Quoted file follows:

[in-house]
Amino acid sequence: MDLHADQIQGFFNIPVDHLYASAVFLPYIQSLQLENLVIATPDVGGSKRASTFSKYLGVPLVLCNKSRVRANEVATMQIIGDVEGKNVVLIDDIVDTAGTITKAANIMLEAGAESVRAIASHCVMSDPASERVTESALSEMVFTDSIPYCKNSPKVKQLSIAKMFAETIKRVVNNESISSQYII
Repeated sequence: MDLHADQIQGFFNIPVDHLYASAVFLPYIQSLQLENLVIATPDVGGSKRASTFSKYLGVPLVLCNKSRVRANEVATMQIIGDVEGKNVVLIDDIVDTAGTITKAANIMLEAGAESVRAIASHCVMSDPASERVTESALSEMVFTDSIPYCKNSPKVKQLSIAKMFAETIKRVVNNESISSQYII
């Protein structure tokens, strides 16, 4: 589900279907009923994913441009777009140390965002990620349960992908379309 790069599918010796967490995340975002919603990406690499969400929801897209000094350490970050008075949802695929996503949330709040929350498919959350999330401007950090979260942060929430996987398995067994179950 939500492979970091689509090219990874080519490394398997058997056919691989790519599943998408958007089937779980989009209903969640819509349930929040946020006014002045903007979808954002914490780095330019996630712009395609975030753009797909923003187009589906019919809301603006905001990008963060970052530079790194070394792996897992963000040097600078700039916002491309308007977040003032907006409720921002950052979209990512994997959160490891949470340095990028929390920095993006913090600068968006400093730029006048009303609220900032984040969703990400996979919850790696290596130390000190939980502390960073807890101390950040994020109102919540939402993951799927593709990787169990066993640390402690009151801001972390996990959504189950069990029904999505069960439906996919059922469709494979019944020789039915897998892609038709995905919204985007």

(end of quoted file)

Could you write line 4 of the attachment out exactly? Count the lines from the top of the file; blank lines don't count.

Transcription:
């Protein structure tokens, strides 16, 4: 589900279907009923994913441009777009140390965002990620349960992908379309 790069599918010796967490995340975002919603990406690499969400929801897209000094350490970050008075949802695929996503949330709040929350498919959350999330401007950090979260942060929430996987398995067994179950 939500492979970091689509090219990874080519490394398997058997056919691989790519599943998408958007089937779980989009209903969640819509349930929040946020006014002045903007979808954002914490780095330019996630712009395609975030753009797909923003187009589906019919809301603006905001990008963060970052530079790194070394792996897992963000040097600078700039916002491309308007977040003032907006409720921002950052979209990512994997959160490891949470340095990028929390920095993006913090600068968006400093730029006048009303609220900032984040969703990400996979919850790696290596130390000190939980502390960073807890101390950040994020109102919540939402993951799927593709990787169990066993640390402690009151801001972390996990959504189950069990029904999505069960439906996919059922469709494979019944020789039915897998892609038709995905919204985007």